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. Last Updated: 07/27/2016

Caught in the Rumor Mill

Last week Moscow was full of rumors that Defense Minister Sergei Ivanov is soon to be removed and "promoted" to the position of chief of the presidential administration. It was also rumored that the first deputy defense minister and No. 1 in the uniformed military, General Anatoly Kvashnin, will be Ivanov's replacement.

Moscow's overblown bureaucracy is almost always overflowing with rumors of someone's impending ouster or promotion. According to the Constitution, the State Duma does not appoint ministers, nor does the Federation Council confirm them. Public opinion has no influence whatsoever on who goes up and who goes down. The fate of any high-ranking bureaucrat or minister depends solely on the whim of the president. As a former KGB spy, Vladimir Putin is a secretive person who plays his cards close to his chest. Guessing Putin's next political move is one of the most exciting games in town. Putin is known to meet with many different people offering very diverse advice and recommendations. Then one day he makes a decision that is often entirely unexpected, and commentators scramble to spin their previous opinions and predictions.

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The closed nature of political and personnel decision making in the Kremlin leads to a situation in which rumors take on a life of their own, free of any meaningful connection with what is actually going on either in Putin's head or in his private office.

Several months ago it was rumored that Ivanov would be ousted from the Defense Ministry and would return to being secretary of the Security Council. After hearing this rumor, I told some people in the so-called Moscow elite that it might be more appropriate for Putin to "promote" Ivanov to be the new chief of the presidential administration. It seems now that my careless remark has returned to me in the form of a "substantial rumor," providing me with the subject of this week's column.

In fact, there are today no genuine indications that Ivanov's ouster or promotion is imminent. Of late, Ivanov often has not been singing from the same songsheet as his boss in the Kremlin (for example, on how much to support the United States after Sept. 11), but each time Ivanov has quickly clarified his position. Thus these discrepancies seem to be more a problem of incomplete or untimely briefing (one of the results of the nontransparent decision-making process in the Kremlin) than a true political fray between the defense minister and the president.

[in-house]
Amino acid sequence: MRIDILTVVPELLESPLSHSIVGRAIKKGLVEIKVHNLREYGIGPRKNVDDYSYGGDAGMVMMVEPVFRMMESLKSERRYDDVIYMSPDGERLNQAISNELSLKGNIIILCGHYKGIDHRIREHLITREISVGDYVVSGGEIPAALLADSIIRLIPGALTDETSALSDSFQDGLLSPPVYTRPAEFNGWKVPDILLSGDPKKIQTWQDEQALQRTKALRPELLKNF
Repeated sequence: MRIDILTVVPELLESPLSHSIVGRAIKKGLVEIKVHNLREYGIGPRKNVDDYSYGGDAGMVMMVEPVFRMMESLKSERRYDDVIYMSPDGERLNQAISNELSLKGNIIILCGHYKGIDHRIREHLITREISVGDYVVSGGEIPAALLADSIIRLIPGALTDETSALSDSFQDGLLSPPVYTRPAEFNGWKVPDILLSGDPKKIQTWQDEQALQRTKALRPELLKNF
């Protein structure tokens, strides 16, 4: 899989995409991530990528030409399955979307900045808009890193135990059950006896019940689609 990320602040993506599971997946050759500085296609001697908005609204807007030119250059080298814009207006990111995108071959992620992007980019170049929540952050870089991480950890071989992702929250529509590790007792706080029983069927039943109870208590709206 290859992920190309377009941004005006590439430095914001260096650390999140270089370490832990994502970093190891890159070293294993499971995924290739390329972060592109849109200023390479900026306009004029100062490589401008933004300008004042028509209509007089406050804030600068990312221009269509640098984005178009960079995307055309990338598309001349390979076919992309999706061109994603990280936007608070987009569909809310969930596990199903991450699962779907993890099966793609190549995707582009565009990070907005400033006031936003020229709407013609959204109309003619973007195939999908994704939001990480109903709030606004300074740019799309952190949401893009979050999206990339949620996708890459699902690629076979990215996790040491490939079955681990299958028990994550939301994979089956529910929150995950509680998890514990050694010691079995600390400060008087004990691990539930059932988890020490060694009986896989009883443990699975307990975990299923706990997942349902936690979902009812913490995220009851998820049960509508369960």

Two years ago, Putin gave Ivanov the task of preparing plans to reform the military i.e. the Defense Ministry forces, Interior Ministry forces, border guards and so on. Ivanov got off to a promising start. Not only did he say the right thing publicly about the need to have a smaller, more professional armed force, but he also made some revolutionary public revelations.

For a decade since the demise of the Soviet Union, generals have been announcing ongoing "cuts" in the military. By 1999 it was officially announced that there were 1.2 million servicemen in the armed forces. I knew that this was a bare-faced lie, but could only cite unofficial sources and my own estimates to back up my assertion.

Ivanov officially disclosed for the first time that there were 2.3 million men in active service as of January 2001. When, soon afterward, Putin appointed Ivanov defense minister one might have expected more revelations regarding the miserable state of the overmanned, underfinanced military -- and with these revelations, a start to meaningful reform to reverse the decay.

However, after taking over command of the Defense Ministry, Ivanov stopped releasing "true" figures. Just like most of his recent predecessors, he whines in public that the Defense Ministry does not have enough money, while reform is stagnating. Disgruntled men in uniform believe Ivanov to be a total failure. Kvashnin has recently been actively undermining his boss by announcing publicly that the military is in a "post-critical state" and is swiftly turning into an armed rabble that is stealing weapons, selling them to rogues and so on.

The deepening crisis in the military means that one day Ivanov will have to go. But when will Putin decide that enough is enough and replace Ivanov with another incompetent, such as Kvashnin? Putin may have already decided the date and time, but just try and read it on his poker face.

So, in the meantime, there is only one option, and that is to track the rumors around town.

Pavel Felgenhauer is an independent defense analyst.